Geraldine McCaughrean; David Parkins (Illustrator)
Wow! WHAT a heart-thumping adventure I had the day I read this spectacular collection of twelve adventures of Gilgamesh. Based on seventh century B.C. Assyrian clay tablets that recorded the legend of Gilgamesh, king of Uruk in Mesopotamia (now Iraq) sometime between 3200 B.C. and 2700 B.C, this epic is actually the oldest recorded story in the world. It is also the first Flood story, ultimately told in the Bible and other ancient texts.
The testosterone flows in this first of all buddy stories. Not content with the excitement of waging constant war and building new towers in his glorious city of Uruk, the mighty King Gilgamesh dreams of a friend, sent to him by the gods, someone like himself. That man is the Wild Man, Enkidu, formed out of clay by the goddess of beginnings. First, Gilgamesh and Enkidu wrestle for dominance, and then they declare their devotion to each other. The two set out to kill the monster Huwawa, Guardian of the Cedar Forests. When Gilgamesh spurns the advances of Ishtar, the goddess of love, she is furious, and sends down to earth the Bull of Heaven, which Gilgamesh and Enkidu also kill. In revenge, Ishtar sets out to eliminate Enkidu, an action so monstrous that it sends a grief-torn Gilgamesh into the wilderness to seek the secret of immortality. His journey and final acceptance of his own mortality is told so brilliantly, with such humor and true insight, that it will get you and your kids discussing the true meaning of life.
Bold, colorful, full-page illustrations, outlined in fuzzy black lines, are full of energy and heart. While the story is a bit racy in spots, that can be a good thing. Get those boys reading! They will be fired up to compare and contrast the life of Gilgamesh with other legendary larger-than-life heroes, such as Hercules, Odysseus, or King Arthur.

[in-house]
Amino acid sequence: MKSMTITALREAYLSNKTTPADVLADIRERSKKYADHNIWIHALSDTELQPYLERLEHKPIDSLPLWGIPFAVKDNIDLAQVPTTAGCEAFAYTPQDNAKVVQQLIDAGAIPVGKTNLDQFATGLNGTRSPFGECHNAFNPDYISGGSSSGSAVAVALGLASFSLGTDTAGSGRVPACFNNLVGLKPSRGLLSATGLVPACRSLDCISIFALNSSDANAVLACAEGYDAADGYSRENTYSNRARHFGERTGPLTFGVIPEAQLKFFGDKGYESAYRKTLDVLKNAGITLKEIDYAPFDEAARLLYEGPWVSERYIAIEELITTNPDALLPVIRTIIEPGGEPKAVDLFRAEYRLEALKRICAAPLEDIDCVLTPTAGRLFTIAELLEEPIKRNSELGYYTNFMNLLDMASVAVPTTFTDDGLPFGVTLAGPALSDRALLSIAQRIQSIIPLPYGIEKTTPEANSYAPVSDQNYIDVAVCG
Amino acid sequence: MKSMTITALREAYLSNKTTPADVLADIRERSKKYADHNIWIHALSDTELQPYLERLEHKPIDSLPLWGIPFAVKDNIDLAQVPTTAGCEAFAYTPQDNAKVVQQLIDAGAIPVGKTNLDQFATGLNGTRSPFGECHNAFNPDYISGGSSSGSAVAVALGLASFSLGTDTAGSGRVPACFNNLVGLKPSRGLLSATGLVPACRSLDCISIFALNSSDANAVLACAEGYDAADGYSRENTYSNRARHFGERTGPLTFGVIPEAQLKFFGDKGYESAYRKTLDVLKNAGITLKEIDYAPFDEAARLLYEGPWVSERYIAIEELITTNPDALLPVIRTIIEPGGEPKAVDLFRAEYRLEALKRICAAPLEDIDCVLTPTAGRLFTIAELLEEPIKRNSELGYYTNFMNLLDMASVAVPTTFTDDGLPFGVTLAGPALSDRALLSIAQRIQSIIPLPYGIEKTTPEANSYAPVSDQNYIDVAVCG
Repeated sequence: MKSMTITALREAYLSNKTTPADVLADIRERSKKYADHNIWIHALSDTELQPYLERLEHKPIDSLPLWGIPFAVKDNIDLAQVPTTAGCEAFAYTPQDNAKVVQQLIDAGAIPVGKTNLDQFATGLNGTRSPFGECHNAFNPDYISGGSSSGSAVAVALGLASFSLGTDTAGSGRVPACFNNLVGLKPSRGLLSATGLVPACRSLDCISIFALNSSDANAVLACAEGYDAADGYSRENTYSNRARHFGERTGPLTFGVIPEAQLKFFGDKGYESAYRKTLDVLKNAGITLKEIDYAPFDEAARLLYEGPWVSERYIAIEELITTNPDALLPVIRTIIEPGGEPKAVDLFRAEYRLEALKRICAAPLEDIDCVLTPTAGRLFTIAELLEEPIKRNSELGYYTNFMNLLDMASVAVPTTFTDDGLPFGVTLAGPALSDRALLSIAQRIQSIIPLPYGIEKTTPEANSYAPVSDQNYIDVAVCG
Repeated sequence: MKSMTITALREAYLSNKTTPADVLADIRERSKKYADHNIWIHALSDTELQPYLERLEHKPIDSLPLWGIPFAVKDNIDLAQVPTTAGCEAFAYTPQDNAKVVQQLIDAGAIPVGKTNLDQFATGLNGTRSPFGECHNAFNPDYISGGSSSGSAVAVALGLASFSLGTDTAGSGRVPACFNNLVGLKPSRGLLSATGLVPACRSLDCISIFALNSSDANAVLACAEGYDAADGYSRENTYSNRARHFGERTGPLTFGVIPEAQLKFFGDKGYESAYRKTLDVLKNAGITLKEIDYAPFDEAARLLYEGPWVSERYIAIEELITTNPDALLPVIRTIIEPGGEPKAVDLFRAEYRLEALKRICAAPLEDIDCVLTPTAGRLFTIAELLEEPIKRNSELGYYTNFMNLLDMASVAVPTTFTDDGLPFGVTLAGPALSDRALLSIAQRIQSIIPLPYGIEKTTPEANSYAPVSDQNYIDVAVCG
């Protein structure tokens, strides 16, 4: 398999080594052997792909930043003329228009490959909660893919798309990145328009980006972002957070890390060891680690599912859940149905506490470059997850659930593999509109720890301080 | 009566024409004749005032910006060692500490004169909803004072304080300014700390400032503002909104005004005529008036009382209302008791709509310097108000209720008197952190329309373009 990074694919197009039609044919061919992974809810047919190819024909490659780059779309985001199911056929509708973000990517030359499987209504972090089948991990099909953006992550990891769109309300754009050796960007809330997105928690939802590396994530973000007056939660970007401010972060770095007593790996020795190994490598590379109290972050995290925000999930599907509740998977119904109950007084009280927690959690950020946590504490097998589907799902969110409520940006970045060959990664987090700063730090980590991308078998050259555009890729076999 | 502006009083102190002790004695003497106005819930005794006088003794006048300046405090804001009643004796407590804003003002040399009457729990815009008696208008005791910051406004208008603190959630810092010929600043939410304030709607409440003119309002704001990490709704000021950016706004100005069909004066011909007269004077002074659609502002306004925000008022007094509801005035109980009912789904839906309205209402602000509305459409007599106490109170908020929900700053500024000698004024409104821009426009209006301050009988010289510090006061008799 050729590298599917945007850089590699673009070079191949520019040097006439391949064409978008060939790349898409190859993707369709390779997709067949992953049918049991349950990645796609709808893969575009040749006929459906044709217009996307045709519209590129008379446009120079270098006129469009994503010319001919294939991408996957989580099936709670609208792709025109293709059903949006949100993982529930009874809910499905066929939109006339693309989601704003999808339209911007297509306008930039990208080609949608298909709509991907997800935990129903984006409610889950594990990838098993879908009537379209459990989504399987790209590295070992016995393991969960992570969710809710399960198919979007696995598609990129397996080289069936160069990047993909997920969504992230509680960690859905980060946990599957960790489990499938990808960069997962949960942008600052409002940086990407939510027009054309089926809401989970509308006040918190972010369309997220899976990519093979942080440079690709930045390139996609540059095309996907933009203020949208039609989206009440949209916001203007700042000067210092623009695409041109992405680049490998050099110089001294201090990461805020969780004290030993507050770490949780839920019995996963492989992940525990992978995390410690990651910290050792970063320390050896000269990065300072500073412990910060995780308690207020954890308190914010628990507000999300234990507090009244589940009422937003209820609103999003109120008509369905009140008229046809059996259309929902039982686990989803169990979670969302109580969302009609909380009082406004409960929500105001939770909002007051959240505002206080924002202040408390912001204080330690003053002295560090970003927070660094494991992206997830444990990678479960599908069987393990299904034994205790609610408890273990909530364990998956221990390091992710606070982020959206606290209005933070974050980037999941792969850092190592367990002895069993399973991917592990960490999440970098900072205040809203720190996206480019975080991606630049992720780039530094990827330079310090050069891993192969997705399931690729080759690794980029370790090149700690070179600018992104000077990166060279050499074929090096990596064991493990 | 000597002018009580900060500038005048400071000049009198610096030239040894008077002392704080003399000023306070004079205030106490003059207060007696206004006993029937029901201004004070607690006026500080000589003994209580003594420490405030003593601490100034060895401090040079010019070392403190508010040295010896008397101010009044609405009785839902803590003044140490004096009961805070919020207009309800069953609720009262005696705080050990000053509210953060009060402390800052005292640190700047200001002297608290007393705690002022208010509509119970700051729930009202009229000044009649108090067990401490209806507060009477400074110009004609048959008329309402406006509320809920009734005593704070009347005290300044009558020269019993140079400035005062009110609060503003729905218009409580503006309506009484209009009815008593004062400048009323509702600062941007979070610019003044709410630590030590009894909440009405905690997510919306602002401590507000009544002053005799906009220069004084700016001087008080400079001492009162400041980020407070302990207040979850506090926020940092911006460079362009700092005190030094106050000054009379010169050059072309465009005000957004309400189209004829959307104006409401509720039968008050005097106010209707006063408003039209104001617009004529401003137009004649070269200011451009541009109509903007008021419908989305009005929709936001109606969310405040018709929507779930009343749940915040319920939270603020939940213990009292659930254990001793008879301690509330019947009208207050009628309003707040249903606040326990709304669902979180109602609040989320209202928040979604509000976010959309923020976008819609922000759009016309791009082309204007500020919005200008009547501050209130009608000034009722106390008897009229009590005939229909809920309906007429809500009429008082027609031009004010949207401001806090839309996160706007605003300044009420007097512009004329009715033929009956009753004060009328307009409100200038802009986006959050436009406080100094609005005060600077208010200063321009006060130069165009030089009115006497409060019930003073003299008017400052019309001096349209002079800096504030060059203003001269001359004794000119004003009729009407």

Reviewed by : JF
Themes : ADVENTURE AND ADVENTURERS. FOLKLORE. HEROES.
CRITICS HAVE SAID
- McCaughrean employs her supple style in this version of the oldest recorded story in the world.
IF YOU LOVE THIS BOOK, THEN TRY:
Curlee, Lynn. Seven Wonders of the Ancient World. Atheneum, 2002.
Fisher, Leonard Everett. Cyclops. Holiday House, 1991.
Fisher, Leonard Everett. Theseus and the Minotaur. Holiday House, 1988.
McCaughrean, Geraldine. The Bronze Cauldron: Myths and Legends of the World. McElderry, 1998.
McCaughrean, Geraldine. The Crystal Pool: Myths and Legends of the World. McElderry, 1999.
McCaughrean, Geraldine. The Golden Hoard: Myths and Legends of the World. Simon & Schuster, 1996.
McCaughrean, Geraldine. Roman Myths. McElderry Books, 2001.
Moore, Christopher. Ishtar & Tammuz: A Babylonian Myth of the Seasons. Kingfisher, 1996.
Philip, Neil. The Adventures of Odysseus. Orchard, 1997
Pinkney, Jerry. Noah’s Ark. SeaStar, 2002.
Sabuda, Robert. Arthur and the Sword. Atheneum, 1995.
Sutcliffe, Rosemary. Black Ships Before Troy!: The Story of the Iliad. Delacorte, 1993.
Sutcliffe, Rosemary. The Wanderings of Odysseus: The Story of The Odyssey. Delacorte, 1996.